Rather a mysterious clip. The beaver is swimming at some speed. It may not have liked the pink glow of the infra-red as it triggered the sensors. On the other hand it has not dived. Perhaps it was just curious enough to go on swimming about before making up its mind what to do?

Wednesday, 15 April 2009

A River in Norway

Beginner's troubles today! I thought that I had added all my Scottish Beaver Group's email addresses to the list of contacts for this blog, but must have failed to press the 'Save' button.

Now where, I wonder, is this landscape? Somewhere in Scotland? Guess again. It is in Norway. This is a view of the River Namsen at Overhalla. Contrary to the outpourings of the Tweed Foundation, here is a river that could well be in Scotland. Nor is it alone among the rivers of Norway that is similar to Scottish Rivers.

Andrew Douglas-Home, chairman of the Tweed Foundation wrote a letter to 'The Times' in which he declared that Latvia was the same size as Wales. Latvia is, in fact, roughly three times the size of Wales, as is Lithuania (with which Andrew D-H may be getting confused).

Tuesday, 14 April 2009

The alder puzzle.

I thought I should be able to write something about the two photographs that I posted some minutes ago, but have not found out how.

Still - interesting to see the beaver on its hind legs, clasping the trunk of the alder tree with its fore feet and gnawing the bark. These are still hungry times for beavers. Although some grass is growing and I see wood sorrel beginning to put out its leaves, there is not a lot of new growth for beavers and other large herbivores. Yet, the animal in the photograph has a reasonably well covered look to its flank. On the other hand it is surprising to see it assaulting the alder with such enthusiasm when there are birches nearby and some sycamore branches on the felled tree on the far side of that pond.

An Alder tree by day and with a night visitor

Monday, 13 April 2009

Yesterday, Easter Sunday, the temperature rose to 12ÂșC and I guess it must have been much the same today: enough to give a real push to the plants in our big pond. The sedges and yellow irises are growing vigorously now. Bumble bees were busy round the flowering current bush, but I didn't take care to look at them closely and wonder about the species to which they belonged.

I checked one of the trail cameras while on my way to feeding the wildboar this morning and found that there were no videos of beavers, but this one of a male grey wagtail catching some insect. The day before yesterday the camera had filmed a couple of magpies courting. I felt rather put out at getting no videos of beavers at night, particularly as the camera claimed to be full, but the wagtail hunting was a delight.

Friday, 10 April 2009

That alder felled!

I walked out while there was still light to photograph this tree. It was felled several days ago. Alders have that characteristic orangey wood, particularly when freshly cut. The trees next to it are sycamores.

Later in the evening I went out again. The toads were croaking and the frogs were singing. A beaver splashed its tail heavily and one or two went on gnawing despite the warning.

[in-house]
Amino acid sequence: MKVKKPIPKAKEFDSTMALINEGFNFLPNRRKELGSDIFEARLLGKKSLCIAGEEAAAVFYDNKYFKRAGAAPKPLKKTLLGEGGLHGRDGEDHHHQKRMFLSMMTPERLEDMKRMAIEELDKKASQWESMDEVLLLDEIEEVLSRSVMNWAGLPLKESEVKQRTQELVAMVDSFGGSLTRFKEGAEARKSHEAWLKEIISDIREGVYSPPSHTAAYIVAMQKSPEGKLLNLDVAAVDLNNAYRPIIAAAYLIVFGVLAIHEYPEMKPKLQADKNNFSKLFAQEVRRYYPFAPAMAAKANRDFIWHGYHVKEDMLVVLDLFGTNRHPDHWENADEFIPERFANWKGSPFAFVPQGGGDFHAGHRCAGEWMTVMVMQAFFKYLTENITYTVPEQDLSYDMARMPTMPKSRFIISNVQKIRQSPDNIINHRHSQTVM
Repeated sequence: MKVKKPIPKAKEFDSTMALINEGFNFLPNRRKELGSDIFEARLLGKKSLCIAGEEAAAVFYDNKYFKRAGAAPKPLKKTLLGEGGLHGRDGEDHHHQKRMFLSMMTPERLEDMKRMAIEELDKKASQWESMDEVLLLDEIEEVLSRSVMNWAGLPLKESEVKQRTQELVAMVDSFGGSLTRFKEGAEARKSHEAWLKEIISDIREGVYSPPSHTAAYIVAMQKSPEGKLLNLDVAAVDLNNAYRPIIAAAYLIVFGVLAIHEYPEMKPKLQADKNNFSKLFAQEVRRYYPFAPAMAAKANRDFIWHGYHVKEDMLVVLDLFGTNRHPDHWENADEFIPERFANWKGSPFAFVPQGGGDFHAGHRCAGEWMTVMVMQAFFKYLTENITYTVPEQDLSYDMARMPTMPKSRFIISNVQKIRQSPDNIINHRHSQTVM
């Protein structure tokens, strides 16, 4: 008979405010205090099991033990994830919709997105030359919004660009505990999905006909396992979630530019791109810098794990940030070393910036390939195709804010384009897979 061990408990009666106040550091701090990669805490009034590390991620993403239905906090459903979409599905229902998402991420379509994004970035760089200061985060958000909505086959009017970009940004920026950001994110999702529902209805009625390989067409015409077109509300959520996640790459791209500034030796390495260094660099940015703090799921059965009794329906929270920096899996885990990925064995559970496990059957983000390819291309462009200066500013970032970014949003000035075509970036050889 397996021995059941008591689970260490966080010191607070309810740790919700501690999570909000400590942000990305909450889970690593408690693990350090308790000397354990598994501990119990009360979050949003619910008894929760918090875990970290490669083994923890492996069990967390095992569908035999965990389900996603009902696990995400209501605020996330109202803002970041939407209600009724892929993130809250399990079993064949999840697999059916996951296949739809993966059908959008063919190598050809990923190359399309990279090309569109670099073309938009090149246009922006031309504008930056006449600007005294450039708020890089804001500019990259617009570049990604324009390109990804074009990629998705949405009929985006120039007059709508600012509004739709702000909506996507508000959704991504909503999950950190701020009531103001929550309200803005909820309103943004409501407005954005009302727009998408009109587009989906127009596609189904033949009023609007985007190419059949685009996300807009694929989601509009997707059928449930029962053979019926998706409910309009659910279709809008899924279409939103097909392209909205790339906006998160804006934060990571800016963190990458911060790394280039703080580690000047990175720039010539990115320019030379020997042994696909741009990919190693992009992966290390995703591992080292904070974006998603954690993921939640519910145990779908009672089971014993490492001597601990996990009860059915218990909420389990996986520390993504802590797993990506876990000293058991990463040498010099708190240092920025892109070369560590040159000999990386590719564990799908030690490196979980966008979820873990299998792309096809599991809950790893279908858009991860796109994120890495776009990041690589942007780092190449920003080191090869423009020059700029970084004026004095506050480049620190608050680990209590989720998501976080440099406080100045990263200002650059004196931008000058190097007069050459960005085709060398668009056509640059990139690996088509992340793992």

Loch Tay

The confirmation by Dr. Nick Dickson, during a talk, he gave yesterday at the Scottish Freshwater Discussion Group's meeting at Stirling University, that posts found at the bottom of Loch Tay last August had been gnawed by beavers came as no great surprise. The discovery does, however, go a long way towards falsifying the contention of some that beavers were never found in Highland Scotland.

I think that some careful research on the crannogs in Loch Awe will demonstrate that beavers were active there just as they were in Loch Tay. Moreover, the evidence from Loch Tay makes it even more likely that the marks that Professor Bryony Coles noted on a photograph of wood taken from the crannog at the head of Loch Treig were made by beavers too. This crannog was occupied by the MacDonells of Keppoch ( into the seventeenth century) and was later flooded when the north end of Loch Treig was dammed to provide hydro-electiricty around 1936.

To go back to Loch Tay - the reconstruction of a crannog near Kenmore was carried out by a group, headed by Dr. Dickson. It is well worth a visit. Tom Huxley has been there six times, which is no mean recommendation. I should admit that I pinched the photograph of the crannog from the Loch Tay Crannog website (www.crannog.co.uk).

Wednesday, 8 April 2009

The Second Day - Confusion

Chiff-chaffs have been singing for the last day or two.

The alder in the middle of this photo had reached a critical point when I took it a couple of days ago. Yesterday it had fallen, but for some reason I didn't photograph the scene.

Tuesday, 7 April 2009

Feeding time

This morning fieldfares were chacking in the trees and a flock of them was hunting for things to eat in a newly ploughed field. I noticed all this as I went about my business of feeding the pigs. The piglets are about three weeks old now and coming in to feed with their mothers.

A night time wanderer

I am just about getting by with the blogosphere and the new skills that I have to learn. This short sequence shows a beaver gnawing a felled birch tree. Its body is in the water and you can make out the animal gnawing the underside of the trunk.

Well, whadayaknow! I have begun a blog. Do the Gigabytes of space alarm me? Not at all.

Here is a photograph of a heron that walked past my Moultrie Trail Camera one day this past winter.